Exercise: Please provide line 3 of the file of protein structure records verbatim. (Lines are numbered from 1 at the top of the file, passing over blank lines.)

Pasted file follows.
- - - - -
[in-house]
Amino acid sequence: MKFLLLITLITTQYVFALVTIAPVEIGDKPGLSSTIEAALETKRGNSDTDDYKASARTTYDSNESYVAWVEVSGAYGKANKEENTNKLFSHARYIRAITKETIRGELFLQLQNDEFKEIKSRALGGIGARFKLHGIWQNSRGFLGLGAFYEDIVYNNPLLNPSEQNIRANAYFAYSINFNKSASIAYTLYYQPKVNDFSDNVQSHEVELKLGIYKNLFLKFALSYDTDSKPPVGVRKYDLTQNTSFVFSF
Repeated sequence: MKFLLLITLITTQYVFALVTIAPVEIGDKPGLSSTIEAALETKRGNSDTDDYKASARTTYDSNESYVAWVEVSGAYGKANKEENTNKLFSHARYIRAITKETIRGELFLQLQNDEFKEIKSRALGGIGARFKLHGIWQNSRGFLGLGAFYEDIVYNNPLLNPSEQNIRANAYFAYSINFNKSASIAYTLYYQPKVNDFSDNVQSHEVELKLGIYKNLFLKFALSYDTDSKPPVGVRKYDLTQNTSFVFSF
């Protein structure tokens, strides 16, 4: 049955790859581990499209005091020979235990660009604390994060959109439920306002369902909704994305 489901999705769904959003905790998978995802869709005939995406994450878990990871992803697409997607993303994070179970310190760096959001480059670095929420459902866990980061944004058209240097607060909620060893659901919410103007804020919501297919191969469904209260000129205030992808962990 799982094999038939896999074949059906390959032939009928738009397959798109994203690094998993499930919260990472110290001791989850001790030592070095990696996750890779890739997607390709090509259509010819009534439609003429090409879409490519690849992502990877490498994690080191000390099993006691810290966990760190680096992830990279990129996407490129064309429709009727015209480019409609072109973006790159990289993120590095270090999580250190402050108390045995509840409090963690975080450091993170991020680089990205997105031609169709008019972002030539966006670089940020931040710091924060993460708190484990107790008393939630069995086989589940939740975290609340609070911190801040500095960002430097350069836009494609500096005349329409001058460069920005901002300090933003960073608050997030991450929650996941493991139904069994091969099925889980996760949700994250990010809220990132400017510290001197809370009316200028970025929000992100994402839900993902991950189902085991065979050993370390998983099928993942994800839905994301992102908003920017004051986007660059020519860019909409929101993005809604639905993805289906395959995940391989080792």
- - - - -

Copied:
Repeated sequence: MKFLLLITLITTQYVFALVTIAPVEIGDKPGLSSTIEAALETKRGNSDTDDYKASARTTYDSNESYVAWVEVSGAYGKANKEENTNKLFSHARYIRAITKETIRGELFLQLQNDEFKEIKSRALGGIGARFKLHGIWQNSRGFLGLGAFYEDIVYNNPLLNPSEQNIRANAYFAYSINFNKSASIAYTLYYQPKVNDFSDNVQSHEVELKLGIYKNLFLKFALSYDTDSKPPVGVRKYDLTQNTSFVFSF